Evaluation of the impact of economic uncertainty on suicide

Evaluation of the impact of economic uncertainty on suicide

Evaluation of the impact of economic uncertainty on suicide Share on Twitter Share on Facebook Share on LinkedIn Compartment in Google Plus By Oscar Claveria, AQR-IREA, University of Barcelona, ​​[email protected] In recent decades, a direct association between economic uncertainty and the suicide rate has been observed in certain regions. Despite a progressive decrease in recent years, suicide continues to be one of the main causes of mortality. Specifically, suicide is the fourth cause of death among young people between 15 and 29 years old. While more than 700,000 people die by suicide each year, for every suicide there are more than 20 attempts. Therefore, it is essential to advance research aimed at its prevention. Mental illness and alcohol and drug dependence have been shown to be key risk factors. Socioeconomic factors have also been shown to have an impact on suicide risk.

The role of uncertainty in economic growth

The high frequency with which it can be calculated make it a key variable to analyze the effect of socioeconomic factors on suicide. One of the reasons why this link has not been analyzed in more depth may be related to the unobservable nature of economic uncertainty. Since the Great Recession of 2008, there has been renewed interest in addressing economic uncertainty. Different strategies have been proposed to measure it. One of the most commonly used is through the global economic policy uncertainty index (GEPU) based on mining press texts from a set of 21 countries that represent 80% of world product. Starting from this indicator of uncertainty, the present work (accessible from a link at the end of this entry) evaluates the impact of economic uncertainty on the suicide rate.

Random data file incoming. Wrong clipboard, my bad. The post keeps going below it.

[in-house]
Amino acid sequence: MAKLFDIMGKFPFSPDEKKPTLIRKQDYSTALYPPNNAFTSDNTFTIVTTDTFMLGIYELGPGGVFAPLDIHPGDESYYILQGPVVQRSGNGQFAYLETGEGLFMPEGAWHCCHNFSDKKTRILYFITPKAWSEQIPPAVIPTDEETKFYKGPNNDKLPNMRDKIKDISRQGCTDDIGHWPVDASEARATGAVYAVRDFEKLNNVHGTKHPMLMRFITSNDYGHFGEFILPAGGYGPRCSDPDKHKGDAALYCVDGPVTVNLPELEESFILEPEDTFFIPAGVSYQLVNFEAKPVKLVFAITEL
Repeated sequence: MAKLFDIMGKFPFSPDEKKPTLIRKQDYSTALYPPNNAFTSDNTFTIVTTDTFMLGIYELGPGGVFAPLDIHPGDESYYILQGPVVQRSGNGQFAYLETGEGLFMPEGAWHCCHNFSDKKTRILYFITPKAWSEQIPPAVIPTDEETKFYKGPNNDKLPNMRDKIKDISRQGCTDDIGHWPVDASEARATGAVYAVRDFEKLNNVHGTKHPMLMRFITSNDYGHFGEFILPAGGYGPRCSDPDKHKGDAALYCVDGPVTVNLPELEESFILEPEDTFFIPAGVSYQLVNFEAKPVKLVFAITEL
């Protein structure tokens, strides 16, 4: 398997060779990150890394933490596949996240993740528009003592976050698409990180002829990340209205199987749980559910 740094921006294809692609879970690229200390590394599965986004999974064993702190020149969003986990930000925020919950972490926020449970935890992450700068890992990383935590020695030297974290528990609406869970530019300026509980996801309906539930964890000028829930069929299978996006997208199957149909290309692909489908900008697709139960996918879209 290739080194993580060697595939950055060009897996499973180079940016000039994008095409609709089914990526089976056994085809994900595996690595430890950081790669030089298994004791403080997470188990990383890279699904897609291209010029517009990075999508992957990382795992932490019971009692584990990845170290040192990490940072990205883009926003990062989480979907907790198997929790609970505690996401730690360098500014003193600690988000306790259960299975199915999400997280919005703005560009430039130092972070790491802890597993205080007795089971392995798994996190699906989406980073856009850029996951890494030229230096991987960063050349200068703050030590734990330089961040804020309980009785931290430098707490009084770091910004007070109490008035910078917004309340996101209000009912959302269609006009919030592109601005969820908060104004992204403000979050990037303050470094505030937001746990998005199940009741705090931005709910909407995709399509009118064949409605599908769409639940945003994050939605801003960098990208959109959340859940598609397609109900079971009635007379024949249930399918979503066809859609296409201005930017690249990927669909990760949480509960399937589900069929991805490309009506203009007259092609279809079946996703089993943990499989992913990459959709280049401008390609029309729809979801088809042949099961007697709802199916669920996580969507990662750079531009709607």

With this objective, all available information

Collected regarding suicide rates for the constructing a panel for 183 countries and incorporating information related to unemployment and economic growth. To these last two control variables, dichotomous variables are added for each country and each period in order to consider both time and country fixed effects. The contribution of the study is threefold. On the one hand, most existing research focuses solely on developed countries. On the other hand, unlike previous cross-sectional studies, in this work the temporal dimension is taken into consideration. Additionally, the analysis is carried out both for the different regions defined by the World Bank, and for different groups of countries based on their income level. Finally, the uncertainty indicator is introduced into the model contemporaneously and delayed by a period, with the aim of analyzing whether uncertainty shocks have an immediate impact on the risk of suicide, or on the contrary, their effect is transmitted with a certain amount of time.

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